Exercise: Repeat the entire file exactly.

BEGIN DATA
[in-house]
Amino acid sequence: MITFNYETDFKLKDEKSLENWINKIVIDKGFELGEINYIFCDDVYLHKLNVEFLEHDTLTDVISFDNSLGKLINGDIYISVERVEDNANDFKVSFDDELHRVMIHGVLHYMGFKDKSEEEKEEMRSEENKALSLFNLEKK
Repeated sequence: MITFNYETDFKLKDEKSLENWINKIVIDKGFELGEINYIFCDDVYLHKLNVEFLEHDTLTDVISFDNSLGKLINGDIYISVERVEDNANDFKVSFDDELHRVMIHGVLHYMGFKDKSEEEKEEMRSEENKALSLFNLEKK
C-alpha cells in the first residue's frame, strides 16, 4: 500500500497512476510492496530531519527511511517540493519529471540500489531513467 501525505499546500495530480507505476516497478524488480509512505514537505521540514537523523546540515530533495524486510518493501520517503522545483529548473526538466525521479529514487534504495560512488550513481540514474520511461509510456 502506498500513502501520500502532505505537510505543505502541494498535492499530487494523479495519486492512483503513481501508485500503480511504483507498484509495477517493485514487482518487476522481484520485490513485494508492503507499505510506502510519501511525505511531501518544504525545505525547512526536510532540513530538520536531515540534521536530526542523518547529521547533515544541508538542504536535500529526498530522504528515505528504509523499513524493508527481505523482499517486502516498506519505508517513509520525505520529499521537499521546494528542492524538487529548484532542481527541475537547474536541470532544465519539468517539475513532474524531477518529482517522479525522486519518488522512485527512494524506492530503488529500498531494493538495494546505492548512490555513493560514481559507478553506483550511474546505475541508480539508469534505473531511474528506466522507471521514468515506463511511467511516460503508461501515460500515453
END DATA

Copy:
[in-house]
Amino acid sequence: MITFNYETDFKLKDEKSLENWINKIVIDKGFELGEINYIFCDDVYLHKLNVEFLEHDTLTDVISFDNSLGKLINGDIYISVERVEDNANDFKVSFDDELHRVMIHGVLHYMGFKDKSEEEKEEMRSEENKALSLFNLEKK
Repeated sequence: MITFNYETDFKLKDEKSLENWINKIVIDKGFELGEINYIFCDDVYLHKLNVEFLEHDTLTDVISFDNSLGKLINGDIYISVERVEDNANDFKVSFDDELHRVMIHGVLHYMGFKDKSEEEKEEMRSEENKALSLFNLEKK
C-alpha cells in the first residue's frame, strides 16, 4: 500500500497512476510492496530531519527511511517540493519529471540500489531513467 501525505499546500495530480507505476516497478524488480509512505514537505521540514537523523546540515530533495524486510518493501520517503522545483529548473526538466525521479529514487534504495560512488550513481540514474520511461509510456 502506498500513502501520500502532505505537510505543505502541494498535492499530487494523479495519486492512483503513481501508485500503480511504483507498484509495477517493485514487482518487476522481484520485490513485494508492503507499505510506502510519501511525505511531501518544504525545505525547512526536510532540513530538520536531515540534521536530526542523518547529521547533515544541508538542504536535500529526498530522504528515505528504509523499513524493508527481505523482499517486502516498506519505508517513509520525505520529499521537499521546494528542492524538487529548484532542481527541475537547474536541470532544465519539468517539475513532474524531477518529482517522479525522486519518488522512485527512494524506492530503488529500498531494493538495494546505492548512490555513493560514481559507478553506483550511474546505475541508480539508469534505473531511474528506466522507471521514468515506463511511467511516460503508461501515460500515453